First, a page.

Poland. The nationalist Law and Justice party is pulling economic levers to keep power, and another term could spell more trouble for the European Union, notes Bloomberg.
In Biala Piska, nestled among lakes and farms in northeast Poland, pensioner Bozena Szczekocka knows exactly what she wants to see change after the country’s election this Sunday, 15 October: Nothing!
The Polish economy has grown more than 50%, wages have almost doubled and unemployment has been halved over the past eight years under the leadership of the Law and Justice party. The 4,000 or so inhabitants of the town, which is in a region that used to be among the country’s poorest, have also benefited from government handouts for families with children, the unemployed, disabled and pensioners.
Like many of the townspeople taking part in a procession from the baroque church to give thanks to God for the harvest, Szczekocka was also keen to give the government its due. “What we have now is very good,” says the 63-year-old former waitress and cleaner. “Things have changed for the better.”
The bucolic scene is a world away from what’s arguably Poland’s most vicious and divisive election campaign since communism gave way to democracy in 1989. Biala Piska is emblematic of how, outside the big cities, the nationalist ruling party’s more Europhile, liberal opponents face significant obstacles to altering the course of a country that’s gone from the shining light of the European Union’s eastward integration to its largest renegade.
Judging from polls, the Oct. 15 vote will be tight, and the outcome could lead to weeks of jockeying as the winning party attempts to cobble together a governing coalition. What’s clear, though, is that the election promises not only to decide whether Poland diverges further from western Europe socially and politically but also whether the Continent can stand united in its support of Ukraine amid growing signs of war fatigue among electorates.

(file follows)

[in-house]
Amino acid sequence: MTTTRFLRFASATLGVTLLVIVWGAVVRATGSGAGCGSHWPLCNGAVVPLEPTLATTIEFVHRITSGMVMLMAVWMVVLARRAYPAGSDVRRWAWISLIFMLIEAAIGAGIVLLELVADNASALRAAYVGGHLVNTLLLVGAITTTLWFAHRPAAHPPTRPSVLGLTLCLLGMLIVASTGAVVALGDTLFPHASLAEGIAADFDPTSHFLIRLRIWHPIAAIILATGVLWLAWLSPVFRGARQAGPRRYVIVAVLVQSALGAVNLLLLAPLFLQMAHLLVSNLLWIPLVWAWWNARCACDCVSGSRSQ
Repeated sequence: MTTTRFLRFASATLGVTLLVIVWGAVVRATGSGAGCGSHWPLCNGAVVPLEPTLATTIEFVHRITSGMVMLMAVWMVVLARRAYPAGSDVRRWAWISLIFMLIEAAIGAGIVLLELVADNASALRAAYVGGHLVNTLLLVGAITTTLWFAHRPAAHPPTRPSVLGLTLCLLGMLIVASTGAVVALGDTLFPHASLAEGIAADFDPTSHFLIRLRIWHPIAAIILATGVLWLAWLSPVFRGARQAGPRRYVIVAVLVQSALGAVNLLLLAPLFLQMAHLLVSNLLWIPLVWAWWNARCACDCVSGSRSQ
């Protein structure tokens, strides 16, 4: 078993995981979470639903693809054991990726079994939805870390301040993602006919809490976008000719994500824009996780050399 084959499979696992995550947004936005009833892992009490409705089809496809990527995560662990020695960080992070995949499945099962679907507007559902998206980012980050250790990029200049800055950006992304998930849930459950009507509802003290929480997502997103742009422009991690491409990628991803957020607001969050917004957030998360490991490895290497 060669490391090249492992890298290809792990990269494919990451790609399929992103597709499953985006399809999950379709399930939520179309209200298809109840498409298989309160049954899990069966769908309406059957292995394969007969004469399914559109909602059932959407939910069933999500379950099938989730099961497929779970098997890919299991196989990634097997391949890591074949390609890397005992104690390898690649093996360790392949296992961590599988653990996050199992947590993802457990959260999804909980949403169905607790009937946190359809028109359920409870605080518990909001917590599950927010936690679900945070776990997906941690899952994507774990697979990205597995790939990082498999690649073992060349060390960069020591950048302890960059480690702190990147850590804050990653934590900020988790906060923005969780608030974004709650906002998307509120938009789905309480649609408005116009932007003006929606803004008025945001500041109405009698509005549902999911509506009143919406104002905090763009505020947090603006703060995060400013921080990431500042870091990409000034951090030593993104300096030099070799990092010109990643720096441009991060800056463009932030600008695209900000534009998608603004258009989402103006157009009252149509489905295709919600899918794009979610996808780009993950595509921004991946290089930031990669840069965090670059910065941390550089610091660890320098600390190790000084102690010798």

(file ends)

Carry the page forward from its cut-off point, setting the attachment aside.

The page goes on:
An unprecedented third-straight term for Law and Justice would cement Poland’s position as a member of the EU’s awkward squad on NATO’s eastern flank, along with Hungary and now Slovakia, where the head of the party that garnered the most votes in the Sept. 30 elections has promised to stop arms shipments to Ukraine. The risk is that the government in Warsaw will escalate its ongoing clash with the EU over issues that include the rule of law, immigration and green energy targets.
The opposition Civic Platform party is led by Donald Tusk, a former Polish prime minister who went on to serve two terms as president of the European Council in Brussels before returning to challenge his nemesis, Jaroslaw Kaczynski, Law and Justice’s leader and Poland’s most powerful politician.
A win for Tusk would result in a “big symbolic return of Poland to the European mainstream,” says Aleks Szczerbiak, a professor of politics at the University of Sussex in England who writes a regular blog on Polish politics. If the ruling party forms another government, it “will be hoping that the political establishment of the EU will come to terms with the fact that Law and Justice is here to stay and will have to work with them.”
Polling shows Law and Justice leading Civic Platform by 4 percentage points to 7 percentage points. If unable to capture a clear majority of votes, each will need the help of smaller parties to form a government, and that could get complicated given the rise in popularity of a far-right alliance that’s said it will not play kingmaker. A repeat election is possible.
Along with Viktor Orban’s Hungary, Poland’s Kaczynski has pioneered a brand of right-wing populism that resonates with voters in other parts of Europe and as far away as in the US, where figures in former President Donald Trump’s orbit have embraced it. The two men have built up large constituencies by tapping into nativist sentiment and cultural grievances.